Saturday, March 7, 2015

Frank Newman: The wisdom of crowdfunding


The internet revolution is truly a revolution that has transformed almost everything we do - especially the way we interact with one another. That interaction is best manifest in social media like Facebook and Twitter to create a virtual viral grapevine. 

That connectivity is now being embraced by entrepreneurs and creative types seeking funding via the growing number of crowd funding companies.

Crowdfunding is generally defined as “the practice of funding a project or venture by raising many small amounts of money from a large number of people, typically via the Internet.”

Three participants are involved in the process:  the person with the project requiring funding, those individuals or groups that are prepared to financially support the idea, and the platform that creates the site that brings them together (and in return collects about 8%-10% of the funds raised as their fee).

There are literally hundreds of crowd funding sites and the number is growing exponentially, but the big daddy is Kickstarter. It has a 44% success rate of projects achieving their fund raising target. By comparison NZ sites like Givealittle, Pledgeme, Snowball Effect, and Boosted are minnows largely targeting niche markets.

There are two main types of crowdfunding websites: Rewards Crowdfunding and Equity Crowdfunding.

Rewards projects are where a product or service is in effect pre-sold based on a model or concept plan. Success means the project can go into production, knowing they have enough pre-sales to get the first production run underway. This is being embraced by the creative sector and with some musicians for example raising funds for an album or tour via their loyal fan base - a number of artworks in this years sculpture trail on Waihake Island were financed by artists via crowdfunding. Some writers and game creators also are having success.

And start-up companies are now seeing it as a funding opportunity via equity funding; which is where the many micro funders receive shares in the venture, and a share of the profits should it prove to be a success. Beer brewer Yeastie Boys recently raised $505k through Pledgeme from 212 pledgers, and drone designer and manufacturer Aeronavics has raised $1m so far from 191 investors, well above the $750,000 minimum they sought.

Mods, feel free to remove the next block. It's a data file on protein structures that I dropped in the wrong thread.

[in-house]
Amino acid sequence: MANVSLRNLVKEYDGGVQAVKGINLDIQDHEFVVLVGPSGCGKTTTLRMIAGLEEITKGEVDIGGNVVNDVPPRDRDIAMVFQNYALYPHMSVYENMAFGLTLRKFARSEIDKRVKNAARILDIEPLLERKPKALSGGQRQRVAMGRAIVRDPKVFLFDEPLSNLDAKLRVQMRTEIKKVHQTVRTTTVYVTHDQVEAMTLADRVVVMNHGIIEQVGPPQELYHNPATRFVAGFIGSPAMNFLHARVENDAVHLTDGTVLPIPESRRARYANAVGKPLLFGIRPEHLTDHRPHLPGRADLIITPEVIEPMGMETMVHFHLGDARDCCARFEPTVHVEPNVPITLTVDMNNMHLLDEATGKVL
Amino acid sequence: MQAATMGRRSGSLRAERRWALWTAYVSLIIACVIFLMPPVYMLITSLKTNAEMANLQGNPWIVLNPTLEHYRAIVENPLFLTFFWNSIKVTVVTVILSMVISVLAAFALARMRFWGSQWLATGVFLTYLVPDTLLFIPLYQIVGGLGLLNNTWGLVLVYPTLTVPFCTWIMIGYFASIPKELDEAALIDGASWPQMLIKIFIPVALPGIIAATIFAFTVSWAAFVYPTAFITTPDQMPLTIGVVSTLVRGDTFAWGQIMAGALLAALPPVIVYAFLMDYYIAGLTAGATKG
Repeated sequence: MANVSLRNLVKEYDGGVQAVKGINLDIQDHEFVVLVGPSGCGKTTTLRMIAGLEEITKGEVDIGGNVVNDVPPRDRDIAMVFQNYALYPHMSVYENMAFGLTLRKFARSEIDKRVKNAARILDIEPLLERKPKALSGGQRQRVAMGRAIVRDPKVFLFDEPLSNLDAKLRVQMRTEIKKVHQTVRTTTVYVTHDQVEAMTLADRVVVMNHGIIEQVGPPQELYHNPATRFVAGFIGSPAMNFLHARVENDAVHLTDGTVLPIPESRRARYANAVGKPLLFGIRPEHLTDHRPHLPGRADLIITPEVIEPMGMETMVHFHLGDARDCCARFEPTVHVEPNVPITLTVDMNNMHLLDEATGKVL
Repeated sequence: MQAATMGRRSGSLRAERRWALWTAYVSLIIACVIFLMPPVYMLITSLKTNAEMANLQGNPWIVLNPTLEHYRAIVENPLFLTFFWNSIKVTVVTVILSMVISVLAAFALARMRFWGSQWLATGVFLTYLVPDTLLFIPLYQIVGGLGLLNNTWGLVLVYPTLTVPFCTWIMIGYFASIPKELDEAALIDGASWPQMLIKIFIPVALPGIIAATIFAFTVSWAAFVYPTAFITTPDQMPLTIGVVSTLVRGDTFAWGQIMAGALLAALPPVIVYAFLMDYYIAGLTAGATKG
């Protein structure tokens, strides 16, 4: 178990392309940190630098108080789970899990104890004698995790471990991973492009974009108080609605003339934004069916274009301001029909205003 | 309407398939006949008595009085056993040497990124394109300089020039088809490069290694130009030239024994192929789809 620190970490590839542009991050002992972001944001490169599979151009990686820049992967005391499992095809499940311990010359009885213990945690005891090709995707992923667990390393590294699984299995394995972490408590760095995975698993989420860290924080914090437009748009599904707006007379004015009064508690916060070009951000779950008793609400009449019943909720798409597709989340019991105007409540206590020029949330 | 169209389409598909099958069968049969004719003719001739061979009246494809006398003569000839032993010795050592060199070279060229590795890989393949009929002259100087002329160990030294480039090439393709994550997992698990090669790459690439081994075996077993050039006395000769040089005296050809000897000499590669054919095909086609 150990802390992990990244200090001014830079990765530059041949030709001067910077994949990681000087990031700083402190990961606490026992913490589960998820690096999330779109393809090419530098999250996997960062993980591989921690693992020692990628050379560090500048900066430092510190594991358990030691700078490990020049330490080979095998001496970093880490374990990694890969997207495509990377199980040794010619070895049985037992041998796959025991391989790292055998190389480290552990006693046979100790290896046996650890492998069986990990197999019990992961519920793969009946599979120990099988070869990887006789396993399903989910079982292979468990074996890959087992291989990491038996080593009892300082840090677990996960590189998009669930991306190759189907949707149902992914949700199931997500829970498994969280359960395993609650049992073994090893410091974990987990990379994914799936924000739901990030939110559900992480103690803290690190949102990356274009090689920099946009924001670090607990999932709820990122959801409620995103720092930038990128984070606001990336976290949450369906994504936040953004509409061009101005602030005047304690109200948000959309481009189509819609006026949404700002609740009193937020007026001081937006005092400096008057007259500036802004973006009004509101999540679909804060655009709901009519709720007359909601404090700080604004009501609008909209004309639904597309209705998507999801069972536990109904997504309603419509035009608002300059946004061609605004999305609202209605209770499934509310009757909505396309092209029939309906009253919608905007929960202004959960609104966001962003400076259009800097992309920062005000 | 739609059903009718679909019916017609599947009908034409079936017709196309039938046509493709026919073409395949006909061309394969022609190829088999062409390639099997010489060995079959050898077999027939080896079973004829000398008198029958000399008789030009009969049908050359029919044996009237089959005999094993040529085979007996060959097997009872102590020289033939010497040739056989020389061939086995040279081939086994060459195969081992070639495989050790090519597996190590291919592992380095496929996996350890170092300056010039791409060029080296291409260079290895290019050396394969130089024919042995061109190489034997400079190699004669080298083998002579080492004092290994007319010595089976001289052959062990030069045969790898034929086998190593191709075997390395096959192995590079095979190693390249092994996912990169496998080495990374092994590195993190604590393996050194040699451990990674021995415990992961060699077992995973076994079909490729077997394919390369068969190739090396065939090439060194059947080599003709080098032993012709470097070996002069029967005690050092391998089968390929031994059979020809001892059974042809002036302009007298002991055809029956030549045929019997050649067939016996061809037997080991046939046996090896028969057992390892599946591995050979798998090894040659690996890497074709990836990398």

These funding success stories have come about as a result of a law change which came into effect on 1 April last year that permitted companies to raise up to $2 million a year in crowd-funding without having to issue a prospectus. As well as opening the door to crowd funding, the new regulations allow companies to raise up to $2 million from 20 investors in a year without needing to issue a (very expensive) prospectus or investment statement.

While Rewards and Equity crowdfunding are the most common other forms include charitable causes, and in litigious countries like the US litigants have used it to fund high profile civil actions in return for a stake in the claim. In the US crowdfunding is also being used as a means to fund what are in effect syndicated property investments, but without the rules and regulations and protections for investors - and therein lies added risks for investors.

There is no doubt the growth of crowdfunding will be of great interest to the many talented people who create goods and services but hit a wall when it comes to the funding and marketing. Online retailing opens the door to the latter, and crowdfunding may well open the door to the funding dilemma, if not right now then perhaps when the market is better developed in a few years.

It seems however, the new criteria of success is not just a good product, but something that ignites chatter and excitement on social media, so much so that a lot of people will part with a relatively small amount of money to support the project or cause.

No comments: